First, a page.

The Equality and Human Rights Commission have just published a new paper on the role of careers work in facilitating equality and diversity. The publication has been written by some of my iCeGS colleagues alongside researchers from National Institute of Economic and Social Research.
Entiled All things being equal? the paper makes the following main points:
Aspirations, subject choices and career interests are influenced at an early age, affecting later career choices, and, in turn, pay and progression.
There is an evidence gap in relation to the choices made by young people by religion or belief, sexual orientation, gender identity, and whether or not a young person has been in care or has offended.
Young peoples’ participation in education post-16 varies, with lower rates found among White young people, those from lower socio-economic groups, young men and disabled young people. Young people from lower socio-economic groups are also more likely to be NEET, as are Pakistani, Bangladeshi and Black Caribbean young people and disabled teenagers.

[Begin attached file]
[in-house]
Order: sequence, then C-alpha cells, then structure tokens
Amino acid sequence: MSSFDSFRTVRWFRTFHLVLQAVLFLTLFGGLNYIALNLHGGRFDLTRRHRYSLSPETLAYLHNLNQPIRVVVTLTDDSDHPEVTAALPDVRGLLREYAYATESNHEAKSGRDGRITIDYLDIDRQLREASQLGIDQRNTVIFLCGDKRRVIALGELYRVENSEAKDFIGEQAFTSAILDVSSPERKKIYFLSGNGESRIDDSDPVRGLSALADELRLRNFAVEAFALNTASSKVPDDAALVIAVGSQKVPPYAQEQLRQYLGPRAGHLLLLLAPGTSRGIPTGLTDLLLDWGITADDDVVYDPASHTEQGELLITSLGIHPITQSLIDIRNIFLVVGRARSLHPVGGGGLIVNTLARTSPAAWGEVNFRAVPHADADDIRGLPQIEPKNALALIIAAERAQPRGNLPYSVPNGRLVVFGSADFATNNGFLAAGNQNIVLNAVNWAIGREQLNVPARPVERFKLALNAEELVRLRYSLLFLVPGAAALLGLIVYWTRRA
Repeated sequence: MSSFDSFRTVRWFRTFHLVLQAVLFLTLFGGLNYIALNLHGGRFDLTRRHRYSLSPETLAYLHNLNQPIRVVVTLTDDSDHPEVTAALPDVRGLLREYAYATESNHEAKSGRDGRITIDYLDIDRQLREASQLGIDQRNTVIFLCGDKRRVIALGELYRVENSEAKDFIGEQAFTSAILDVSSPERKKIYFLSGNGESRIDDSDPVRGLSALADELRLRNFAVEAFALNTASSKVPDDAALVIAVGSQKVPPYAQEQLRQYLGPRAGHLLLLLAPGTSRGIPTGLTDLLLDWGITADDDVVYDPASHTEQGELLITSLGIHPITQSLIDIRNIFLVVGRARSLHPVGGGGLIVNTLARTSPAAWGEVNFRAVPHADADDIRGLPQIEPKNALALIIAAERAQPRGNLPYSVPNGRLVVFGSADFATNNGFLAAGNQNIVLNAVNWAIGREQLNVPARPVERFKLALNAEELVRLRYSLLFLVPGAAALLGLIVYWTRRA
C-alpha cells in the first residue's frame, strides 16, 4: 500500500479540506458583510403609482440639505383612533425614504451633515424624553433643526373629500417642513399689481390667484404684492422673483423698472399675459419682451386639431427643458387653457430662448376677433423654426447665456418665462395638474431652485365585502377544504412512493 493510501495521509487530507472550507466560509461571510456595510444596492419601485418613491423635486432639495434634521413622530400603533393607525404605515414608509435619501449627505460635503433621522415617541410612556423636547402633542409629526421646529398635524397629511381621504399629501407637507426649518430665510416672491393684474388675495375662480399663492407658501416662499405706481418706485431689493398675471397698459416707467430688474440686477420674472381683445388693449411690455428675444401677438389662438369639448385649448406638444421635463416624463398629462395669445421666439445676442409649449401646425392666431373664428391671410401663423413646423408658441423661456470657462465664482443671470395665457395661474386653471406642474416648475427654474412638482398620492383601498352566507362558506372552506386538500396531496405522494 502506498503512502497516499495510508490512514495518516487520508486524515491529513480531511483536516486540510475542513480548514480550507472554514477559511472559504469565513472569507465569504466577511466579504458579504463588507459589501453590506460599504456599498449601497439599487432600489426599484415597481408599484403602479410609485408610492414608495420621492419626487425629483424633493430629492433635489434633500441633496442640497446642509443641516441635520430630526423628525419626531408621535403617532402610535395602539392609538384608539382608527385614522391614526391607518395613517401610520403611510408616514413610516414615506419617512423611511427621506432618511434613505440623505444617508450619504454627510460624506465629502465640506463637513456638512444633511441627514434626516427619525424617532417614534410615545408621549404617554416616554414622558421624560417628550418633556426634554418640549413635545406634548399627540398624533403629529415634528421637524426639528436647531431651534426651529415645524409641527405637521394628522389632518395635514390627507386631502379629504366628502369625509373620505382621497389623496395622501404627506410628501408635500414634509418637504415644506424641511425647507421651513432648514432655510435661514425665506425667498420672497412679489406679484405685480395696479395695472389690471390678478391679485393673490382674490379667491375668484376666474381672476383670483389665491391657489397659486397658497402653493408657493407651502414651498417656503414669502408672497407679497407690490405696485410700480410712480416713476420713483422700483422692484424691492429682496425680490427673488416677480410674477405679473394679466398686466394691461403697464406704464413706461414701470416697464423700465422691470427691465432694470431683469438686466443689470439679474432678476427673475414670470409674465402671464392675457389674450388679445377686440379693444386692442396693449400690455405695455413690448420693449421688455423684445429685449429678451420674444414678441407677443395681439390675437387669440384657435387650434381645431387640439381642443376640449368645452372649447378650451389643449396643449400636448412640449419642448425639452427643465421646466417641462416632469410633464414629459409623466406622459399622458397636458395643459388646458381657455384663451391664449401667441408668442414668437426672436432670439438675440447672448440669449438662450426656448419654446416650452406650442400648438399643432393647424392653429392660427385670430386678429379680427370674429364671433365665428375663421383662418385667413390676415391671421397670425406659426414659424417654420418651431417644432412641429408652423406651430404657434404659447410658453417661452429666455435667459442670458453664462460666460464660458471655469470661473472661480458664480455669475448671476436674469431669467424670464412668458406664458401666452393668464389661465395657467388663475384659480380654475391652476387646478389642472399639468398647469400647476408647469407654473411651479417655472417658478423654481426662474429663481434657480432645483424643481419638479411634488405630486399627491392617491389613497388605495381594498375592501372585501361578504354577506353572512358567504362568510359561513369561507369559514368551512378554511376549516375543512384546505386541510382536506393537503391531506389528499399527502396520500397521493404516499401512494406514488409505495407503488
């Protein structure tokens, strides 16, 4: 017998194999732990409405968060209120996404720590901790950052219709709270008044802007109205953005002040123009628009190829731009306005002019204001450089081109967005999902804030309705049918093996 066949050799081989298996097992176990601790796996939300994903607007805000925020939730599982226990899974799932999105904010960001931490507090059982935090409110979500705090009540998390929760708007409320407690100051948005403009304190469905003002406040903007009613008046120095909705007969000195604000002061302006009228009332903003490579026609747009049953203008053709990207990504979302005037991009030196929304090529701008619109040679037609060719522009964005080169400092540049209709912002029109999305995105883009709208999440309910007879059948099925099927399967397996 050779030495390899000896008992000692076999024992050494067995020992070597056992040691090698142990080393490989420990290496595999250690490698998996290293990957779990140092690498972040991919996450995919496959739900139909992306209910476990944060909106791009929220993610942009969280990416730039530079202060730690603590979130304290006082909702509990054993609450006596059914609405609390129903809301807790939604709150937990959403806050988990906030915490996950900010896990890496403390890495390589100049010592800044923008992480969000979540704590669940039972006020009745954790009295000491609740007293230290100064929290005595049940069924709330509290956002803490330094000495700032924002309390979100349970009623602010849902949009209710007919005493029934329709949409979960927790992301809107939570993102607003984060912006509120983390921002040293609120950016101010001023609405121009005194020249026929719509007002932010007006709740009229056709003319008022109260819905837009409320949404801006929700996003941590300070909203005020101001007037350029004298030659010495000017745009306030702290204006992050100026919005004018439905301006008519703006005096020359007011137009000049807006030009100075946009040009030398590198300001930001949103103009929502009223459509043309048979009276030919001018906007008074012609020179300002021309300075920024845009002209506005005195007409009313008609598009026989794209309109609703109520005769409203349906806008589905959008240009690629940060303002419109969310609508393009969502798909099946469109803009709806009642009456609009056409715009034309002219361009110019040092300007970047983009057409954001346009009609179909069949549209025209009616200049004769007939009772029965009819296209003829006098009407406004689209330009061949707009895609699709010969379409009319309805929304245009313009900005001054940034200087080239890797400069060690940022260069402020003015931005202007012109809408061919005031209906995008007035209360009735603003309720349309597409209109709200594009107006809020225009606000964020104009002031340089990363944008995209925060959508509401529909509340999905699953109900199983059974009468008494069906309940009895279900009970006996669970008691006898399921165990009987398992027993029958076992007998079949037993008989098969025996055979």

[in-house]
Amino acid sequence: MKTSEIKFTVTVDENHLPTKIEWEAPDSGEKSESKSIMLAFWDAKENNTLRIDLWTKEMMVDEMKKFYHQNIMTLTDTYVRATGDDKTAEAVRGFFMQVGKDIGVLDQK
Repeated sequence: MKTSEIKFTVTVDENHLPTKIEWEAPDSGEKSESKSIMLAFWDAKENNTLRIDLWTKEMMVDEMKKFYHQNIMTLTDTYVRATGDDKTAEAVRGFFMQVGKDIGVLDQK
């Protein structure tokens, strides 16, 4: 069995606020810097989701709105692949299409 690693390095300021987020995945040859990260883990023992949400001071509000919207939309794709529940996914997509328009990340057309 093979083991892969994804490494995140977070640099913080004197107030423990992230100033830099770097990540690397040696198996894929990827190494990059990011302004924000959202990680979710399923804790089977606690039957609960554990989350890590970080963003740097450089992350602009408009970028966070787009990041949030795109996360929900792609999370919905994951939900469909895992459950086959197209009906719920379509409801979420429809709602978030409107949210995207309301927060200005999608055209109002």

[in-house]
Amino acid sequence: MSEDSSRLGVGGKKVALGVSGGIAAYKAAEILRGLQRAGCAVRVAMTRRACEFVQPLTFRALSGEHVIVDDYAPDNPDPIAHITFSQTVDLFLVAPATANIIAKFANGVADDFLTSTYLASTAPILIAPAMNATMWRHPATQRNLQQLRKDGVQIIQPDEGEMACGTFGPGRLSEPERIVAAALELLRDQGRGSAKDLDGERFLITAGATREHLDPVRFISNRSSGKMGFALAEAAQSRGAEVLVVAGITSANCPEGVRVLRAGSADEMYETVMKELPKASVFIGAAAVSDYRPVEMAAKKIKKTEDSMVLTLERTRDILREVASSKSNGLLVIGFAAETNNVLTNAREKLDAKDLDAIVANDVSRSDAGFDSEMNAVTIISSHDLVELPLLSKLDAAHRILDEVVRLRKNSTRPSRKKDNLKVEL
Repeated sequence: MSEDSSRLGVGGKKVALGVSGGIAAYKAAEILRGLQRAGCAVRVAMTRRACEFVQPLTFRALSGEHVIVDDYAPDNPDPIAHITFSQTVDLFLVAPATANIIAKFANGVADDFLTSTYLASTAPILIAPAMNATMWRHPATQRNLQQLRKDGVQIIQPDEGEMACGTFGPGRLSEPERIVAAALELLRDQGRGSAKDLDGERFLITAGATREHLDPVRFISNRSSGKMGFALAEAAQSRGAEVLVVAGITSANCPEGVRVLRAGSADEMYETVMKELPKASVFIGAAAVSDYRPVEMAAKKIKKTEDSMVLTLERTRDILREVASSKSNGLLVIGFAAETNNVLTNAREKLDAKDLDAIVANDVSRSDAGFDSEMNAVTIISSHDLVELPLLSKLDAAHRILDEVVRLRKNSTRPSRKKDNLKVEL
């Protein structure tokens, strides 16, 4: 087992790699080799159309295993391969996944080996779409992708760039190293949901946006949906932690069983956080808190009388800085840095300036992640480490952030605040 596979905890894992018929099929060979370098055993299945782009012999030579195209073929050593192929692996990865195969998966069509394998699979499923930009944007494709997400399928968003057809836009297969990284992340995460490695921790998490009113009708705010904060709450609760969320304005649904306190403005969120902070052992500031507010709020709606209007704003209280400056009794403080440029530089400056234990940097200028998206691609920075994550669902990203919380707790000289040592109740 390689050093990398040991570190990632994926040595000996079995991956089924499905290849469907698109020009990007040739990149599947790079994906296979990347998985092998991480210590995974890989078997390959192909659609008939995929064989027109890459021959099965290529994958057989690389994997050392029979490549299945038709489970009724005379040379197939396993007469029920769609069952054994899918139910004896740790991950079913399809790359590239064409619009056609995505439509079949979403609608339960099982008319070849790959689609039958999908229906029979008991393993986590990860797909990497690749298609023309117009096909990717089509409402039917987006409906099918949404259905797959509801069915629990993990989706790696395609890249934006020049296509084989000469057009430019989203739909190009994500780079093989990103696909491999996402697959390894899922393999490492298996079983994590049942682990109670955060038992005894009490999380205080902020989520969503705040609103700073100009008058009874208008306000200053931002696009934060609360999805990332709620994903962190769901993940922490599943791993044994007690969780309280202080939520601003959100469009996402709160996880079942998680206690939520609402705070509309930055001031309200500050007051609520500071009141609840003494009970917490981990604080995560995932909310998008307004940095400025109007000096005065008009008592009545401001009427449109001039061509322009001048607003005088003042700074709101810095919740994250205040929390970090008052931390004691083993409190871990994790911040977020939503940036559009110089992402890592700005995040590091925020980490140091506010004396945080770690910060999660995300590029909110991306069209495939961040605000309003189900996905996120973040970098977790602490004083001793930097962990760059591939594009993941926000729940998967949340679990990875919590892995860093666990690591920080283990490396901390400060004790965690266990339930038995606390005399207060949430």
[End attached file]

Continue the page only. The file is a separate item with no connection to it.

Young people have different aspirations, and rarely have no aspirations, but some groups need additional help and encouragement to explore a wider range of careers.
Limiting and stereotypical beliefs about ‘suitable’ academic and vocational options according to gender, disability, race or socio-economic status are not always challenged. Effective CEIAG delivery can raise and widen aspirations and career choices.
• Most young people’s careers information and advice takes place informally at home with some accessing further formal advice through CEIAG services. Those who had talked to Connexions found it to be at least ‘quite’ useful.
• The provision and quality of CEIAG is insufficiently monitored and inspected so that schools with poor CEIAG in relation to equality cannot be easily identified and supported to improve practice.